The All Black rugby player had been locked in his room for days, shutting out all contact with friends, family and fellow players. It was 4am when he finally picked up the phone to call a helpline. The reply at the other end was simple, "hello friend". It started a process that led to therapy that has been helping to change the life of Brent Pope for many years.
Sometimes life deals you lemons and you have no choice but to suck them up. Sometimes you are given a whole box full of lemons. And sometimes DHL arrives in an articulated lorry with a 2-year supply of lemons and a note to say they'll be back with another delivery at some point in the future (date tbc).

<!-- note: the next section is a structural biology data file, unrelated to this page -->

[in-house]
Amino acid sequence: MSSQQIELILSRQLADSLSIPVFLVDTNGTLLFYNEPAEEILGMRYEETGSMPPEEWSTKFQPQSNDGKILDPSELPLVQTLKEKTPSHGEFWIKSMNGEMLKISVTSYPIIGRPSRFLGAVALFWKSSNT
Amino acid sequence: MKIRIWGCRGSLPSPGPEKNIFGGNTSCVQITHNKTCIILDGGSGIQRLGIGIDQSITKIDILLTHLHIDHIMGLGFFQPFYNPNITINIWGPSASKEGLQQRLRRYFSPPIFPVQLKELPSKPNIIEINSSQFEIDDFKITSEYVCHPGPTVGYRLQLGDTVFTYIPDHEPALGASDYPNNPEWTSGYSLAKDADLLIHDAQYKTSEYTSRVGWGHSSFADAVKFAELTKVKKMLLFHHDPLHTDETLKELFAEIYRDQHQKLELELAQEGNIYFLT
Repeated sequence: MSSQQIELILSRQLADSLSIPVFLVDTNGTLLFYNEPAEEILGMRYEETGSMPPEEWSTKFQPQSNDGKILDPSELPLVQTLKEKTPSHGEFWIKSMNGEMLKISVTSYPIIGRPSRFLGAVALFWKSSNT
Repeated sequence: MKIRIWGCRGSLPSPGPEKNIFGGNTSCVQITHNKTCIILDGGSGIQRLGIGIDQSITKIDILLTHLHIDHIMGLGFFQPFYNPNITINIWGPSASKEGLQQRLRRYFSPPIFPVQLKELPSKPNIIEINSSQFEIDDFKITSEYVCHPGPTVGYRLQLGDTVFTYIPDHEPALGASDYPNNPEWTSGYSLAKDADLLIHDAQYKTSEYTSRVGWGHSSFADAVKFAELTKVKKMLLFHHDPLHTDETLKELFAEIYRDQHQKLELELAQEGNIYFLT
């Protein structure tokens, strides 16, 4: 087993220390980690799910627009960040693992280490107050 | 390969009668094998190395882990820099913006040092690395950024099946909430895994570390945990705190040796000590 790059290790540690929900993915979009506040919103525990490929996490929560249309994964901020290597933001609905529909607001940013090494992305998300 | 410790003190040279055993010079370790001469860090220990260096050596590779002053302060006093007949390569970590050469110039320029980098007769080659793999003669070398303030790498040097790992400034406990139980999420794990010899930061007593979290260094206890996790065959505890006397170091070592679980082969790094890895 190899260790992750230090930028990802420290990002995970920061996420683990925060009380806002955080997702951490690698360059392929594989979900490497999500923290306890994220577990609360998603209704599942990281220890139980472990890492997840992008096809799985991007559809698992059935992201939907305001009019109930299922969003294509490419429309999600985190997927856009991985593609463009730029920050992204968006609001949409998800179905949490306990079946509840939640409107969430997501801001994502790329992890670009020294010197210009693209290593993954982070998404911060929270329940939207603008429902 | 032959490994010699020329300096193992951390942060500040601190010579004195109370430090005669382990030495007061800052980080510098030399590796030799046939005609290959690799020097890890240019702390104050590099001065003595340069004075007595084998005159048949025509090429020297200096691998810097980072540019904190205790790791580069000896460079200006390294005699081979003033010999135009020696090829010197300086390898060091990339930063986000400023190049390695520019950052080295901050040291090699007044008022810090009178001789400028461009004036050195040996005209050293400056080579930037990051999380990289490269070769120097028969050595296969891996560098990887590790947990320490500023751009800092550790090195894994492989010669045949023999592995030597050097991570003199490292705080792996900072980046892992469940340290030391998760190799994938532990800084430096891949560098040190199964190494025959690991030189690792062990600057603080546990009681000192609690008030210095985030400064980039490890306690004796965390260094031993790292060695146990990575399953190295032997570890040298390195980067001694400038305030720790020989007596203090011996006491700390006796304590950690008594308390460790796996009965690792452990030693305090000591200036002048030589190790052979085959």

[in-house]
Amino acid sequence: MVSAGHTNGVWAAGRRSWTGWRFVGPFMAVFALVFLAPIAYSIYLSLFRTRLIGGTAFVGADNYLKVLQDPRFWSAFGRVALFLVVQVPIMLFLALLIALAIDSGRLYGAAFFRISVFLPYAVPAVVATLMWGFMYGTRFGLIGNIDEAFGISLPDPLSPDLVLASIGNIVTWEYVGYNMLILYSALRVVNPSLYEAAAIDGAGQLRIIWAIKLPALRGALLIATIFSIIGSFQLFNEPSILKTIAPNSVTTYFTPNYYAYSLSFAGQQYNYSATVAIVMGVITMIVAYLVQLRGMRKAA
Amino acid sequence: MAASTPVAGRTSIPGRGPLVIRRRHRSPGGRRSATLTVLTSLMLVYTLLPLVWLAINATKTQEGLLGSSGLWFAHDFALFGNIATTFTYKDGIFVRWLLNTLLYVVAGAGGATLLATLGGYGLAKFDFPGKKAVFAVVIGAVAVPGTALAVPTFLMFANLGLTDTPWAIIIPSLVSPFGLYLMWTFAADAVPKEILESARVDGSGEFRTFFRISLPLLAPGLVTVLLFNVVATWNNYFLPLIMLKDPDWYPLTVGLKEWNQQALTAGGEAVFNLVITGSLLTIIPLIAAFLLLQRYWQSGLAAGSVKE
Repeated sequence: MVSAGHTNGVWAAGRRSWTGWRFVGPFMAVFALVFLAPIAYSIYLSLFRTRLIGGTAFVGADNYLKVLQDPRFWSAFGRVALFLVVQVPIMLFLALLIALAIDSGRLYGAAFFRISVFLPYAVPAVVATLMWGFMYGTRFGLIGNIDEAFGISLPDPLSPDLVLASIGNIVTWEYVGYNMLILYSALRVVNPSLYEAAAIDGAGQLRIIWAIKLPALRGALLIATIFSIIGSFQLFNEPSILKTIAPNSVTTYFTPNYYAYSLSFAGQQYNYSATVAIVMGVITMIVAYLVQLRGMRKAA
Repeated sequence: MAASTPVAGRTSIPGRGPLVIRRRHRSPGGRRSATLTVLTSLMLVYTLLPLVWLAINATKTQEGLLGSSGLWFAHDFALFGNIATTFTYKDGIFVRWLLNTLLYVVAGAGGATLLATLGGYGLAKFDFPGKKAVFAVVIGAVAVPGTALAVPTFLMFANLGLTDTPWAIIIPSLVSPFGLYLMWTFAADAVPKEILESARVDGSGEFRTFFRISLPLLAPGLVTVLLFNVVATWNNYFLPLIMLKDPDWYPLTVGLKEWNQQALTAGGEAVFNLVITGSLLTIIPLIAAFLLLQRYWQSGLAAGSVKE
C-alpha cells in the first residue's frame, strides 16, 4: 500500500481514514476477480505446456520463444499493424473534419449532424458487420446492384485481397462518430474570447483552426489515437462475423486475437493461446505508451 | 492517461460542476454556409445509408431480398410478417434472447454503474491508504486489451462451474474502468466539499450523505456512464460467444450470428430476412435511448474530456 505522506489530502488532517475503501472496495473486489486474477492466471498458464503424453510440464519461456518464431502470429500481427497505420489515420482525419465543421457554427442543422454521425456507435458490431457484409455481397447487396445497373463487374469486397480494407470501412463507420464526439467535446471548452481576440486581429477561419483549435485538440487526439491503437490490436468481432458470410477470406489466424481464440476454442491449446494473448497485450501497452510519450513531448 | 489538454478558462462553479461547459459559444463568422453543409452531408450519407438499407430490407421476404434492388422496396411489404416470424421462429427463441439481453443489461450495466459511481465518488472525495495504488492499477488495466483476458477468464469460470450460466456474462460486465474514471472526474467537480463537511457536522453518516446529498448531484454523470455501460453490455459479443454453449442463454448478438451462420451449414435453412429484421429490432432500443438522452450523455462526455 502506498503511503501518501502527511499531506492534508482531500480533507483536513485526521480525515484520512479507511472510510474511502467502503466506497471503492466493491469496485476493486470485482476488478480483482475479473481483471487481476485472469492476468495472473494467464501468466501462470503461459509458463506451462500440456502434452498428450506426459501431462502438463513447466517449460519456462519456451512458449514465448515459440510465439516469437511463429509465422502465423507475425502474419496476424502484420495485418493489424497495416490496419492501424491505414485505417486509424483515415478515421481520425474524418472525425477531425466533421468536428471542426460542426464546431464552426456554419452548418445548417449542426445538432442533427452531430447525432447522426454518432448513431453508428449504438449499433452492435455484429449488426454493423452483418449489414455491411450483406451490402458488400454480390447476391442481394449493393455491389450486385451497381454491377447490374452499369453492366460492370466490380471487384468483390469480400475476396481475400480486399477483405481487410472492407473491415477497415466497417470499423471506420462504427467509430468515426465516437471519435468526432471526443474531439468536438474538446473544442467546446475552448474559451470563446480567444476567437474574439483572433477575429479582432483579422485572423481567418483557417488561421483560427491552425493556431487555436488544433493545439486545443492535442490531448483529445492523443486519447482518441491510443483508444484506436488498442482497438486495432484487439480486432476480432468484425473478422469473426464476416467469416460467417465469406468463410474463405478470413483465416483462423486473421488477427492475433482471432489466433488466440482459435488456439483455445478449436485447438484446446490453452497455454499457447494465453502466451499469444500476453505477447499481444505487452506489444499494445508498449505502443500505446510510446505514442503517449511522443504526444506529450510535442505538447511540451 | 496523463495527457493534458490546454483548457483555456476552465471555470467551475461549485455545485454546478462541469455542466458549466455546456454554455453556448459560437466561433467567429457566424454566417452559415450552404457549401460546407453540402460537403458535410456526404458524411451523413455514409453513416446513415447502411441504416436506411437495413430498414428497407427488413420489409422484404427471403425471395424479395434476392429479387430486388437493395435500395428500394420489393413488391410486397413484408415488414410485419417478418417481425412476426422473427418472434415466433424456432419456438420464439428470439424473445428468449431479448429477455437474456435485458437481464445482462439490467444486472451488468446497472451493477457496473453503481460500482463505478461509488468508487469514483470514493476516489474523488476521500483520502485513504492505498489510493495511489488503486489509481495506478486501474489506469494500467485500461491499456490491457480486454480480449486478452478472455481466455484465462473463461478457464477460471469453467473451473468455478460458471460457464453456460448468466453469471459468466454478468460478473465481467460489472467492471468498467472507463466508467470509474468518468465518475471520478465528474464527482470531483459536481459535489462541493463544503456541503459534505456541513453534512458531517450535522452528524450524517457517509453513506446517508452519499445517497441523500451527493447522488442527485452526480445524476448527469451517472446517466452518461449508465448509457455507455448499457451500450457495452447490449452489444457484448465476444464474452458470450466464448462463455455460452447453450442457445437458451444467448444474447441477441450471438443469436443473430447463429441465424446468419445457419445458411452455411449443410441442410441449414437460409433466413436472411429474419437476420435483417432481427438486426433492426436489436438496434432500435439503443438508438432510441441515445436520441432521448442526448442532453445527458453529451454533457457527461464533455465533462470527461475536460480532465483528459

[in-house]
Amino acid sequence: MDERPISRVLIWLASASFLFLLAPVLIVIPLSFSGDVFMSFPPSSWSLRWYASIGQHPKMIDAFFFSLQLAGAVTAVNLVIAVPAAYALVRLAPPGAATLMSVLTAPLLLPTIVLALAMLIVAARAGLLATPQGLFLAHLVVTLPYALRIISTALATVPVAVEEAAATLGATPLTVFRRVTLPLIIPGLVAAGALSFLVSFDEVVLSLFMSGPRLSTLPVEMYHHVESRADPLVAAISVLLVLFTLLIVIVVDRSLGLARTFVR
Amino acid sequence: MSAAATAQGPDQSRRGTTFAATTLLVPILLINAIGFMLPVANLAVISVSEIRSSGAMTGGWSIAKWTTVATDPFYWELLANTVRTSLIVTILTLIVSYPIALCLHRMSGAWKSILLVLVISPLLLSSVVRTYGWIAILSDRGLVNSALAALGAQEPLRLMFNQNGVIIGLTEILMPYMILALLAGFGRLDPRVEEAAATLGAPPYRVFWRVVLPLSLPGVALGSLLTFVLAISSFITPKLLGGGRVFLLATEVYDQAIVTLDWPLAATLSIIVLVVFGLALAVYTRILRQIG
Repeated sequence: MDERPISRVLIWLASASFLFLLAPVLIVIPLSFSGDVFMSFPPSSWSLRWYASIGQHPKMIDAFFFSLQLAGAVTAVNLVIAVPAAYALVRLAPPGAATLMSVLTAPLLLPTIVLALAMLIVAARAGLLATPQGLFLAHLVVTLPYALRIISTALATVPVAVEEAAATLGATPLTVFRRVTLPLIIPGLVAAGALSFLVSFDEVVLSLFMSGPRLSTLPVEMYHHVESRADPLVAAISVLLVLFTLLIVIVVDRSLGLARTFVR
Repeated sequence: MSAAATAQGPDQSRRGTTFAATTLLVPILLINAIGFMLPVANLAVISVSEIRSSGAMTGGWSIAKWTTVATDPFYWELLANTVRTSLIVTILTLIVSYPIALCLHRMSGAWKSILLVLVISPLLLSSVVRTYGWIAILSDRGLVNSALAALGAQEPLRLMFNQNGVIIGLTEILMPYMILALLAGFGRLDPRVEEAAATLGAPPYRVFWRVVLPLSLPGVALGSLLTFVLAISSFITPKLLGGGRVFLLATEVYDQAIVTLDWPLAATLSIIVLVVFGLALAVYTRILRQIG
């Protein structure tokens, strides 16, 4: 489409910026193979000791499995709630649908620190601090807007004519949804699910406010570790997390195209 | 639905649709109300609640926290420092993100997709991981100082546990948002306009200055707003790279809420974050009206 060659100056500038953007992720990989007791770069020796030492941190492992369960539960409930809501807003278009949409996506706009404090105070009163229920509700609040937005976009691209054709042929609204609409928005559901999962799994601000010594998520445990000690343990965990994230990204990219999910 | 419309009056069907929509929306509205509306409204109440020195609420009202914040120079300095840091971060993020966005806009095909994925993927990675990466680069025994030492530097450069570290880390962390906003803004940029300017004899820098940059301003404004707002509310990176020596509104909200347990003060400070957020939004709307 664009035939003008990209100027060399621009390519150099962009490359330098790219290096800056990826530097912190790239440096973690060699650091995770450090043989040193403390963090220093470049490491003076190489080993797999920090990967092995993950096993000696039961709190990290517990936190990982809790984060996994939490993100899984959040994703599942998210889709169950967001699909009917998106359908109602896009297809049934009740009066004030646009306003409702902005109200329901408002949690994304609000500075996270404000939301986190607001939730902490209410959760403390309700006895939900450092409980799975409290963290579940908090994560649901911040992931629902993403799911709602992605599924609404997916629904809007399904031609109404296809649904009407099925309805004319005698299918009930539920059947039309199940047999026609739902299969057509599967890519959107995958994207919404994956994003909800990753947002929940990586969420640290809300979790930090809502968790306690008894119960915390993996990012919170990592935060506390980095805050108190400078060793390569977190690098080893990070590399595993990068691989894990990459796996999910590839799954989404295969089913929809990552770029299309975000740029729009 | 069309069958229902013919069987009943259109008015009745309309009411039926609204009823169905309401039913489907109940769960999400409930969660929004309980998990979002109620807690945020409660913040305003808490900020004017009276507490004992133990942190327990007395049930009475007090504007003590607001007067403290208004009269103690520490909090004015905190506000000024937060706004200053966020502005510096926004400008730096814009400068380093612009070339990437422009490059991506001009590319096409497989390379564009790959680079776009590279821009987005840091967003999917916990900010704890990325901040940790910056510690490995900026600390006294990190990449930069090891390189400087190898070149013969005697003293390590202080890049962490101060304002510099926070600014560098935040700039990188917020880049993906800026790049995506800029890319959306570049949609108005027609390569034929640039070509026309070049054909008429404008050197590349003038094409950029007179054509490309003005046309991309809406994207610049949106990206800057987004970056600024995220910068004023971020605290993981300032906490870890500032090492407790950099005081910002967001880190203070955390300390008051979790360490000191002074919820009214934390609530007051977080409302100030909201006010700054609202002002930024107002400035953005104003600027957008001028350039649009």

It's that time of year again. We've overindulged and now feel slightly guilty about it. Well I do anyway. So our thoughts turn to healthy eating - something we're constantly told is good for us and can help lower our risk of a whole range of diseases. Is it true? Can what we eat affect our chances of developing dementia?
Alzheimer's is not the only dementia. Alcohol dementia, is also known as alcohol-related brain damage (ARBD) and alcohol-related brain injury (ARBI), and is linked with Wernicke's encephalopathy and Korsakoff's syndrome. With all these complex names, it's perhaps not surprising that the direct link between alcohol consumption and dementia isn't clear.